As President Joe Biden’s administration shifts to implementing the array of carbon-cutting provisions, funding and incentives in the just passed climate change law, he also has revamped the team to lead the effort.

Biden on Sept. 2 announced he has named John Podesta, a long-time Democratic insider at the highest levels of government who also has experience in climate policy, to be the point person overseeing rollout of the $369 billion in the Inflation Reduction Act related to confronting climate change effects.

Officials say the provisions represent the largest federal commitment ever to try to reduce greenhouse gas emissions, with observers foreseeing significant opportunities for engineering and construction companies in the coming years in sectors ranging from power generation to buildings to highways.

The White House also announced that National Climate Advisor Gina McCarthy would step down from that post as of Sept. 16. 

McCarthy, who led the US Environmental Protection Agency in the Obama administration and had been CEO of the Natural Resources Defense Council, was Biden's stated choice for the White House climate role in assuming it last year. Published reports from this spring said she had indicated privately her intention to serve in the administration for a short time. 

McCarthy's successor will be her deputy, Ali Zaidi, who has played a key role in developing the administration's climate policy initiatives. He had been New York State''s chairman of climate policy and deputy secretary for energy and environment.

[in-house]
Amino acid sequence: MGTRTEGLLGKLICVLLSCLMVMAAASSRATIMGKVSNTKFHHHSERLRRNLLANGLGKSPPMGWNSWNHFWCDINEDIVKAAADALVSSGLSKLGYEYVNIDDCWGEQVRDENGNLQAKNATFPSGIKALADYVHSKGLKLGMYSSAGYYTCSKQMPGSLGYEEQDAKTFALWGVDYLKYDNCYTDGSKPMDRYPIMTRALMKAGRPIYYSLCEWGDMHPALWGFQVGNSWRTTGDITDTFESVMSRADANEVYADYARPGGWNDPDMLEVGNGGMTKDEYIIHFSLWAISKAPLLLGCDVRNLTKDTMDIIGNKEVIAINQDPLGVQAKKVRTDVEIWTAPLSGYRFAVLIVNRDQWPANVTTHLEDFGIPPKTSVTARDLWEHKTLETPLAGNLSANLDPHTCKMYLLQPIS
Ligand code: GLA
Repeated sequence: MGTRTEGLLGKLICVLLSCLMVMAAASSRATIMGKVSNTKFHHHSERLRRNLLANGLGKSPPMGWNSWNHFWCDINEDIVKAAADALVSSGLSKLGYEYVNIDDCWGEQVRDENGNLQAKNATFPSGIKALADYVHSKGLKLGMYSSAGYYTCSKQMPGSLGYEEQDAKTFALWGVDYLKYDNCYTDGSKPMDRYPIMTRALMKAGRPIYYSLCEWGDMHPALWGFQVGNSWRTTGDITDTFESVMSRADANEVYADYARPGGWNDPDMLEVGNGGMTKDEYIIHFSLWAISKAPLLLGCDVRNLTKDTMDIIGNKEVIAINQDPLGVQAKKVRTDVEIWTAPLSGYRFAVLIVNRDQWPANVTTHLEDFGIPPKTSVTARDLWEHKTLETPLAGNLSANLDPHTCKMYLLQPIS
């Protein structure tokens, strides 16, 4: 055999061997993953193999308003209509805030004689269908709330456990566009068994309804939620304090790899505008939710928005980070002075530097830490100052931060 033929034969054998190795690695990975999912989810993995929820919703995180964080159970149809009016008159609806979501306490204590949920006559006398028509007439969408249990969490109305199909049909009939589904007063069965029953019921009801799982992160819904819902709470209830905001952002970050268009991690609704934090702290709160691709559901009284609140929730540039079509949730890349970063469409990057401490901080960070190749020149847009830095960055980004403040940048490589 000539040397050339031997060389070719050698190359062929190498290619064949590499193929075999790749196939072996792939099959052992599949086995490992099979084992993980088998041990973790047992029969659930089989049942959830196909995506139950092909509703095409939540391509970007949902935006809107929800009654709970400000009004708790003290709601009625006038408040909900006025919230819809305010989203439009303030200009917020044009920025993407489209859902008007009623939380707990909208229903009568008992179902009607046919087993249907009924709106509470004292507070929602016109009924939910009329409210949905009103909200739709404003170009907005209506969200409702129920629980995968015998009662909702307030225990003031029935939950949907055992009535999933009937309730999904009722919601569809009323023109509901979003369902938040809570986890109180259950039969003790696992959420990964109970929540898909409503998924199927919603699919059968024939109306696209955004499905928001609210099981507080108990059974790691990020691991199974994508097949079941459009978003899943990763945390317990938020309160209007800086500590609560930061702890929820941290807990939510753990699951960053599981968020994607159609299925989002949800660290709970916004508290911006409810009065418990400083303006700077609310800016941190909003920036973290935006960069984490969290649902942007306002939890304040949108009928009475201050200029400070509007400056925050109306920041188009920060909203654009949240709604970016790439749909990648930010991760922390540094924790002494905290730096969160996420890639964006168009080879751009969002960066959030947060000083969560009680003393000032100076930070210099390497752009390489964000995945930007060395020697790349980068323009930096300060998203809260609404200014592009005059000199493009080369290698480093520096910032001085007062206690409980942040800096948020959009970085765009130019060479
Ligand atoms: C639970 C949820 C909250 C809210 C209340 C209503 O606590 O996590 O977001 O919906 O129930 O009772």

“John Podesta and Ali Zaidi are good picks by the White House,” Steve Hall, American Council of Engineering Companies senior vice president for advocacy and external affairs, told ENR via email. “Each brings executive experience that will be necessary to achieve the goals of the President’s climate strategy and the environmental goals" of the new law.

In announcing Podesta’s appointment Biden said “his deep roots in climate and clean energy policy and his experience at senior levels of government mean that we can truly hit the ground running to take advantage of the massive clean energy opportunity in front of us.” 

He previously served as chief of staff for President Bill Clinton and counselor to President Barack Obama, which included coordinating the administration’s climate policy, according to the White House. He also chaired Hillary Clinton's 2016 presidential campaign.

Podesta leaves the Washington-based Center for American Progress, a nonprofit think tank that he founded and whose board he has chaired.

Heather Zichal, CEO of the American Clean Power Association, praised the selection of Podesta and Zaidi and noted the magnitude of the task they face. 

Implementing the new legislation's climate provisions constitutes "the largest domestic investment in clean energy," Zichal said in a statement. Its implementation is "critical to building a clean energy economy that will benefit all Americans."

The job will involve keeping track of how multiple federal agencies distribute climate-related funding in various streams to states, localities and other recipients, and overseeing the measure's new and extended clean energy. tax incentives.

Along with provisions centered on renewable energy, hydrogen, critical minerals and carbon capture, the legislation also includes sections aimed at carbon reduction in federally-funded construction and for federal buildings.

One possible model for the new climate job is Biden's naming of former New Orleans Mayor Mitch Landrieu as implementation coordinator for the $1.2-trillion 2021 Infrastructure Investment and Jobs Act.

Landrieu faces pressure to get the money out rapidly and avoid misspending it. "We're going to go fast but we're not going to hurry," he has said.